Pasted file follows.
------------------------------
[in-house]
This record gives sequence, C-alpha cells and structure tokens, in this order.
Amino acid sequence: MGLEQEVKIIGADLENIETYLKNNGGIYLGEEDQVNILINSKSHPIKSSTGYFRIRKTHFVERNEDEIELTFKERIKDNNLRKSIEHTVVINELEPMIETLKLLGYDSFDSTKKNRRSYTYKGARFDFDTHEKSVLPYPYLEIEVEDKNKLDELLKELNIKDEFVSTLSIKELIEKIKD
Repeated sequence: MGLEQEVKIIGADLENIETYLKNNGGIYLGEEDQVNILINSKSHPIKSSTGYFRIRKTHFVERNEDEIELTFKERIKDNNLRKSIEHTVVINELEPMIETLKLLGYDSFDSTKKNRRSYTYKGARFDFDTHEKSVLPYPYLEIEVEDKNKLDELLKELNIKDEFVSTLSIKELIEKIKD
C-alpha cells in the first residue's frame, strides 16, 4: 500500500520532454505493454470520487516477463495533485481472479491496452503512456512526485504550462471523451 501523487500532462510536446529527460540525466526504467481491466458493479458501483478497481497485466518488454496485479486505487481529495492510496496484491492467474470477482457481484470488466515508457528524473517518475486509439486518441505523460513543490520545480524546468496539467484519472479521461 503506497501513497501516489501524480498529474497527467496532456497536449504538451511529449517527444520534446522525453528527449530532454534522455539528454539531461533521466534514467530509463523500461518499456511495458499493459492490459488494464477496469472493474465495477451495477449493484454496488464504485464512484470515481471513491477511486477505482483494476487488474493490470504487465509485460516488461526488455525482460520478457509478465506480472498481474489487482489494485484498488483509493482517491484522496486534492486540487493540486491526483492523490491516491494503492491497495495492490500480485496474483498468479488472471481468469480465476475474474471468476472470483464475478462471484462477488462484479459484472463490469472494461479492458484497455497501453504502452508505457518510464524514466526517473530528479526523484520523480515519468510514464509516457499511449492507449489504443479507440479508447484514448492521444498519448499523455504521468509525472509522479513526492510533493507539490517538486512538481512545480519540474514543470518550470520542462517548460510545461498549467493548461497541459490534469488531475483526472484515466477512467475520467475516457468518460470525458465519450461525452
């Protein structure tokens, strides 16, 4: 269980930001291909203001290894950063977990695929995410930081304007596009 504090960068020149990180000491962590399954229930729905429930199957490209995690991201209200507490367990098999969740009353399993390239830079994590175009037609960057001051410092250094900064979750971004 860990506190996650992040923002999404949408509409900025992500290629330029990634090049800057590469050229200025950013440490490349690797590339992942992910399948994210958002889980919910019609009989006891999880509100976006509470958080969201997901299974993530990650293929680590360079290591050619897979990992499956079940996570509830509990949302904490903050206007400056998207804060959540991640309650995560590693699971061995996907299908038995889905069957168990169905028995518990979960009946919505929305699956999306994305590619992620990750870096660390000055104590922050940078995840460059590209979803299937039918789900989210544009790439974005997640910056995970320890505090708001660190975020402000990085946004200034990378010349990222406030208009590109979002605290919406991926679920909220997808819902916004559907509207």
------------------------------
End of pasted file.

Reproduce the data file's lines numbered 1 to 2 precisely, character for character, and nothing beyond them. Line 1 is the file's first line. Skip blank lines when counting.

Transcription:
[in-house]
This record gives sequence, C-alpha cells and structure tokens, in this order.